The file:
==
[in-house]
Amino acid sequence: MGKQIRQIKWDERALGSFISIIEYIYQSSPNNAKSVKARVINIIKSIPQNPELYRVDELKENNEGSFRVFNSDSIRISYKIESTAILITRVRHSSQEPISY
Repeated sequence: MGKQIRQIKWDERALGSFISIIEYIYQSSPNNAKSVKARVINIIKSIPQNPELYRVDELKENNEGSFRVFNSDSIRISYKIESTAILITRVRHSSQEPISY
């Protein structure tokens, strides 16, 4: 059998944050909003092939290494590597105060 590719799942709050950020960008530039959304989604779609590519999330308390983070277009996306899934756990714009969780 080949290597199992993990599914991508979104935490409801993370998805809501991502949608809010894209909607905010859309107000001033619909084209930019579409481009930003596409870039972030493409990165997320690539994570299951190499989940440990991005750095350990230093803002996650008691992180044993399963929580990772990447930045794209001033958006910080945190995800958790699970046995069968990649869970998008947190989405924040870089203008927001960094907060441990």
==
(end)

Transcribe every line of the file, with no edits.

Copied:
[in-house]
Amino acid sequence: MGKQIRQIKWDERALGSFISIIEYIYQSSPNNAKSVKARVINIIKSIPQNPELYRVDELKENNEGSFRVFNSDSIRISYKIESTAILITRVRHSSQEPISY
Repeated sequence: MGKQIRQIKWDERALGSFISIIEYIYQSSPNNAKSVKARVINIIKSIPQNPELYRVDELKENNEGSFRVFNSDSIRISYKIESTAILITRVRHSSQEPISY
């Protein structure tokens, strides 16, 4: 059998944050909003092939290494590597105060 590719799942709050950020960008530039959304989604779609590519999330308390983070277009996306899934756990714009969780 080949290597199992993990599914991508979104935490409801993370998805809501991502949608809010894209909607905010859309107000001033619909084209930019579409481009930003596409870039972030493409990165997320690539994570299951190499989940440990991005750095350990230093803002996650008691992180044993399963929580990772990447930045794209001033958006910080945190995800958790699970046995069968990649869970998008947190989405924040870089203008927001960094907060441990």